WASHINGTON — A frothing and possibly psychotic Dan Snyder reversed course this week and, most likely out of spite, rechristened his National Football League team the Washington No-Good, Dirty Injuns. The move came after Snyder for years rebuffed requests to change the name of the three-time Super Bowl champions to something less flagrantly racist than the Redskins.
Reports issued Tuesday said that a group of 10 lawmakers had become the latest to petition Washington owner Snyder to call his team something that isn’t – or at least might not be – an inarguably offensive term used to refer to America’s oldest ethnic group. The members of Congress sent a letter to Snyder, NFL Commissioner Roger Goodell, FedEx CEO Frederick Smith and the 31 other football franchise owners asking that they “disavow the usage of racial slurs,” an apparently radical step for them.
“Native Americans throughout the country consider the ‘R-word’ a racial, derogatory slur akin to the ‘N-word’ among African Americans or the ‘W-word’ among Latinos,” the letter reads. “Such offensive epithets would no doubt draw wide-spread disapproval among the NFL’s fan base. Yet the national coverage of Washington’s NFL football team profits from a term that is equally disparaging to Native Americans.”
As though it was his honor being assaulted, Snyder had previously vowed not to change from the Redskins, telling USA Today: “We’ll never change the name. It’s that simple. NEVER — you can use all caps.” And General Manager Bruce Allen went on the record last week saying: “I think it’s a non-issue and it’s been a non-issue for decades. We really don’t get the talk that other people get because we hear from our fans. And our fans will always be our fans of the Washington Redskins.”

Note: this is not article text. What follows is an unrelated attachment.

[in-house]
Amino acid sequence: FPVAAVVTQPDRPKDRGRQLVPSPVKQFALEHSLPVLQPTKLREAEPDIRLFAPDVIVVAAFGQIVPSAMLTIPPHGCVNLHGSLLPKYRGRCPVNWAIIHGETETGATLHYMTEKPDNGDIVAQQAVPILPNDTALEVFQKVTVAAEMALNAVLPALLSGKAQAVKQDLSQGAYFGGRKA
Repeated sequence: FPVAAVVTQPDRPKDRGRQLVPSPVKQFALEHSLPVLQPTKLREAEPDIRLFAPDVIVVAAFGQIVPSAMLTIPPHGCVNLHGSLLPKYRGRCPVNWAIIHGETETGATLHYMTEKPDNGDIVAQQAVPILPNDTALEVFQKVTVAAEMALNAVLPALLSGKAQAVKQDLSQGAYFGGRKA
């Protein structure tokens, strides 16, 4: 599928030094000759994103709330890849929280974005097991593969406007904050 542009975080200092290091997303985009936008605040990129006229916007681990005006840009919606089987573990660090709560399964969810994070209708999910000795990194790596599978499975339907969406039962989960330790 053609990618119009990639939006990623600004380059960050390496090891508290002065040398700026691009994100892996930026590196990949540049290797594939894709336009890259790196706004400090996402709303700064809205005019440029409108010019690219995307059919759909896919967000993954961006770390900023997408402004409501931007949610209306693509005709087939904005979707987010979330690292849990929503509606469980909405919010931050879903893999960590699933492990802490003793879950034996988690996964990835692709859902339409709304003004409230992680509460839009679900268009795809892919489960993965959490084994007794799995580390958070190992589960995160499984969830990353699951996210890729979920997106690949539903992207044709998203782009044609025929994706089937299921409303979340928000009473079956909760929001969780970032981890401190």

Not anymore, they won’t. It appears an official request from the co-chairs of the Congressional Native American Caucus was just too much for Snyder, who this morning “snapped” and unilaterally changed the name of the team that plays at FedEx Field to the Washington No-Good, Dirty Injuns. As of press time, marketing and branding employees were at a loss as to how to get the new name on millions of dollars’ worth of merchandise.
“I tried to play nice,” snarled Snyder, who in 2009 attempted to shame head coach Jim Zorn into quitting so he wouldn’t be paid severance and who once cut down trees protected by the National Park Service because they obstructed his view. “But nooooo, you people just had to have a clean, boring name. I shoulda called them the Washington…. you know, but then we probably would have lost RGIII.”
The most recent AP poll, released before the congressional letter, had four out of five Americans reporting that they didn’t think the team should change its name from the Redskins. In 13 years under Snyder, Washington has had four winning seasons and gone through seven head coaches.